Debt Diet

Altice's Debt Diet Needs to be Stricter

Selling just the lowest-hanging fruit looks over confident.
As of 9:26 AM EDT
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Faced with a dramatic meltdown in the share price of his holding company Altice, telecoms billionaire Patrick Drahi turned to the right playbook.

Looking For A Floor

Altice shares are stabilizing as reports of asset sales emerge, but the damage has been big

Source: Bloomberg

More communication about the strategy, more transparency about inter-company financial arrangements and a pledge to cut debt through asset sales was all necessary. The concern now is that selling the lowest-hanging fruit won't be enough.

Restoring investor confidence won't be easy: Altice, the owner of France's SFR mobile network, has 50 billion euros ($59 billion) of net debt and the highest leverage multiple of its peer group.

The promise of asset sales reflects the urgency of Altice's situation. The company plans to offload some transmitter towers to operators Cellnex Telecom SA and TDF, according to Bloomberg News. But recent deals suggest about 10,000 towers -- about 50 percent of SFR's estimated total -- would need to be sold just to raise 1.5 billion euros.

The FT reported on Thursday that Altice is considering a sale of its network in the Dominican Republic, which it bought from France's Orange in 2013 for $1.4 billion.

Based on adjusted underlying earnings of 372.9 million euros in 2016, and using current European peer-group multiples, the unit's enterprise value would be close to 2.4 billion euros today. Such numbers are objectively big. But Altice's indebtedness would still be twice the average of its peer group, even if net debt fell by 10 billion euros, Bloomberg data suggests.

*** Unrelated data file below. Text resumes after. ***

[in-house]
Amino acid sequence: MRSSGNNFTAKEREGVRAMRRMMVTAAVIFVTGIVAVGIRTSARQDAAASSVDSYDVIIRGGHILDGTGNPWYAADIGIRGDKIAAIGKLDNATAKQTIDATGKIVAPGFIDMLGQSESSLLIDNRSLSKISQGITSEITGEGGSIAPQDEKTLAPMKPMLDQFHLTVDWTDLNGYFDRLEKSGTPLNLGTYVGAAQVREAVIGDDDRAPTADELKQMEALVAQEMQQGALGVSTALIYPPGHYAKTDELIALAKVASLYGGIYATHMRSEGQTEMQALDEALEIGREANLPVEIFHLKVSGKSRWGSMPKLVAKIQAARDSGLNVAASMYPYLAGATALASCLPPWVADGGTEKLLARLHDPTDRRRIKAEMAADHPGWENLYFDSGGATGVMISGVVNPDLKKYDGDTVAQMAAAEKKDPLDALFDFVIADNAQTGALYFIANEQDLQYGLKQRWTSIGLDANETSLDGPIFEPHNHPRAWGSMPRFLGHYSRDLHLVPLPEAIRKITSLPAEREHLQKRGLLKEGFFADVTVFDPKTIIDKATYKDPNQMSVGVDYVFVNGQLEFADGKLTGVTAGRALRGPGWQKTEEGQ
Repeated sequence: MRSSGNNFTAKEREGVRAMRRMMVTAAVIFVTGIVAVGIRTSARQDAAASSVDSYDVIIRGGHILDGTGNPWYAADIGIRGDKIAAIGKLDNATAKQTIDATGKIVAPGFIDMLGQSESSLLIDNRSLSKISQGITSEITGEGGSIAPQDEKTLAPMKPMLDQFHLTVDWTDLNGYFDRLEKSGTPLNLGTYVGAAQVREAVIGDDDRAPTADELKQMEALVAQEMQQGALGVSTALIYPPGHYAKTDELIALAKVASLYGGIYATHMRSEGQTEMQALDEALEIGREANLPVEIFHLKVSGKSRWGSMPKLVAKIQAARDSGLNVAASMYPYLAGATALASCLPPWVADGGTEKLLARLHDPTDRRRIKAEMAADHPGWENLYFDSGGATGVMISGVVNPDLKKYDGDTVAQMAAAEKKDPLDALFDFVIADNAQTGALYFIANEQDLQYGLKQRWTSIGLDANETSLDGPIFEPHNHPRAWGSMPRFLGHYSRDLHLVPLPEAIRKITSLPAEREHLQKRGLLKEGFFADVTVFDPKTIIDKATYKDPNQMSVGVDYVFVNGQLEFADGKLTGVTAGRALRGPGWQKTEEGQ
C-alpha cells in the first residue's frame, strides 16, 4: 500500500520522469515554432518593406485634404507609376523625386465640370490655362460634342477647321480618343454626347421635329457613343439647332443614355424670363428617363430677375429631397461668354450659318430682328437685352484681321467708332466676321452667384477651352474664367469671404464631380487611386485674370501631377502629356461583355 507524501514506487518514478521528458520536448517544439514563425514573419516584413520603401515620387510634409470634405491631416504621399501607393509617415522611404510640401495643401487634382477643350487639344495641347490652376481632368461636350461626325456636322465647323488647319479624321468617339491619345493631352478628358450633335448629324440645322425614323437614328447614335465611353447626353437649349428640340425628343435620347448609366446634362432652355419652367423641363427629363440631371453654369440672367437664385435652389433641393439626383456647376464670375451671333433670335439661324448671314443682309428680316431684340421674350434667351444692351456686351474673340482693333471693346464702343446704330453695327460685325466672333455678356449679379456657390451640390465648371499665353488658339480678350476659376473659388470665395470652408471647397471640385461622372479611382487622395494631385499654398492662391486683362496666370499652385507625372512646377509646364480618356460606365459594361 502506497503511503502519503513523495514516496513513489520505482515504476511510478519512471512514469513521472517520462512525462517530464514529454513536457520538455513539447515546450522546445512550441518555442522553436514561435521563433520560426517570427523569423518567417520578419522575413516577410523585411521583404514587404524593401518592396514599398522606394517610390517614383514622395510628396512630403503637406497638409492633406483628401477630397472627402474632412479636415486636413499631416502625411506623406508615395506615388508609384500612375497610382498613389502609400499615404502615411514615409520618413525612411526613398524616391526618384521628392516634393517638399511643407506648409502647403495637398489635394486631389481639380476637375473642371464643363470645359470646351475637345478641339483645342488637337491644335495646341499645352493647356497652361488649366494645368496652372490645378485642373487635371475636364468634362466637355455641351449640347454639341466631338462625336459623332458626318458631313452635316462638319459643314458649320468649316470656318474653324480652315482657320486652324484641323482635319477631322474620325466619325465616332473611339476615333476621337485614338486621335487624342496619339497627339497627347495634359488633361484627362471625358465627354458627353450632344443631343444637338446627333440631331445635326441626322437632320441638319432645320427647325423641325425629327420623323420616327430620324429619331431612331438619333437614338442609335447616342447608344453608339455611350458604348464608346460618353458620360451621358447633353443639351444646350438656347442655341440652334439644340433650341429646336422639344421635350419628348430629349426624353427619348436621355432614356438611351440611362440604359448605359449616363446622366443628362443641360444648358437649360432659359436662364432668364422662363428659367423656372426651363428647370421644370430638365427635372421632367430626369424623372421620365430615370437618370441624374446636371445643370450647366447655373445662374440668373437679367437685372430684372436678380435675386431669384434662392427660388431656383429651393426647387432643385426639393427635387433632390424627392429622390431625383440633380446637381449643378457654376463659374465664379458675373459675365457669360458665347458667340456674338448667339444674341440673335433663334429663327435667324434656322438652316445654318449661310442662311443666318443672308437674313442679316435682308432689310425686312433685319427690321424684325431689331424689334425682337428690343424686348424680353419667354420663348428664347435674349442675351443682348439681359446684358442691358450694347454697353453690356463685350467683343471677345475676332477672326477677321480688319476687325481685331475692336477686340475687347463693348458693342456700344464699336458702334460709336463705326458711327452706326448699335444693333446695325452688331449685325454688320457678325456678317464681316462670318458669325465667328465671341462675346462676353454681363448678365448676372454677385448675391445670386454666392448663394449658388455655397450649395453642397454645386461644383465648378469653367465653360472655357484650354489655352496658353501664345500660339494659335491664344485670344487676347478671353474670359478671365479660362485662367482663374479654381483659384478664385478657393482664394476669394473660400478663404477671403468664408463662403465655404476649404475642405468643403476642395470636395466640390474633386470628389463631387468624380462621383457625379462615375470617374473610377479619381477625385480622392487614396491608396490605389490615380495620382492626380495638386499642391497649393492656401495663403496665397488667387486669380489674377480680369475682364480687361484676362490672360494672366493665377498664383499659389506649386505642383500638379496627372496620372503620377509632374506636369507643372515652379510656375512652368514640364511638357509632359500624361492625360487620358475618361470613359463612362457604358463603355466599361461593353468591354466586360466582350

The gains from small asset sales look limited. Logically, Drahi has to move onto more valuable gems. While these would be more painful for Altice to part with, they would likely attract more suitors.

Most bankers don't believe the pressure will rise enough in the near term to push Altice to do what Credit Suisse analysts call a "last resort" deal, like selling a core operation in the U.S. or France. The company has money in the bank and, with capital expenditures easing, free cash flow generation is set to rise to 3 billion euros in 2019 from 1.3 billion euros this year, according to Bloomberg. Altice won't face a major refinancing until 2022.

But the confidence shock has been dramatic, and expectations that the company can deliver growth to match its debt spree have been dented. Ratings company S&P Global Ratings cut its outlook on Altice to negative from stable on Thursday, warning that underlying profit in France will shrink through 2018.

Eye of the Debt Beholder

Altice doesn't face a big refinancing until 2022, but interest repayments still have to be kept up

Source: Bloomberg

And while we are years away from a major refinancing, annual debt servicing costs are still in the billions. Next year, 2.7 billion euros in interest payments and 1.5 billion euros of principal will fall due, according to Bloomberg data. More aggressive asset sales can't be ruled out.

Drahi's actions have stabilized Altice's shares at about the 8 euro level, putting them at a slight discount on a price-to-earnings basis to their European peers. But execution risk leaves room for further negative surprises -- just as earnings estimates for other European telecommunications companies are being increased.

With little room left for sweeteners like share buybacks in the face of debt that needs to be repaid, Altice risks becoming yet more unfriendly to shareholders bracing for a Drahi diet.

This column does not necessarily reflect the opinion of Bloomberg LP and its owners.

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    Lionel Laurent in London at

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    Edward Evans at

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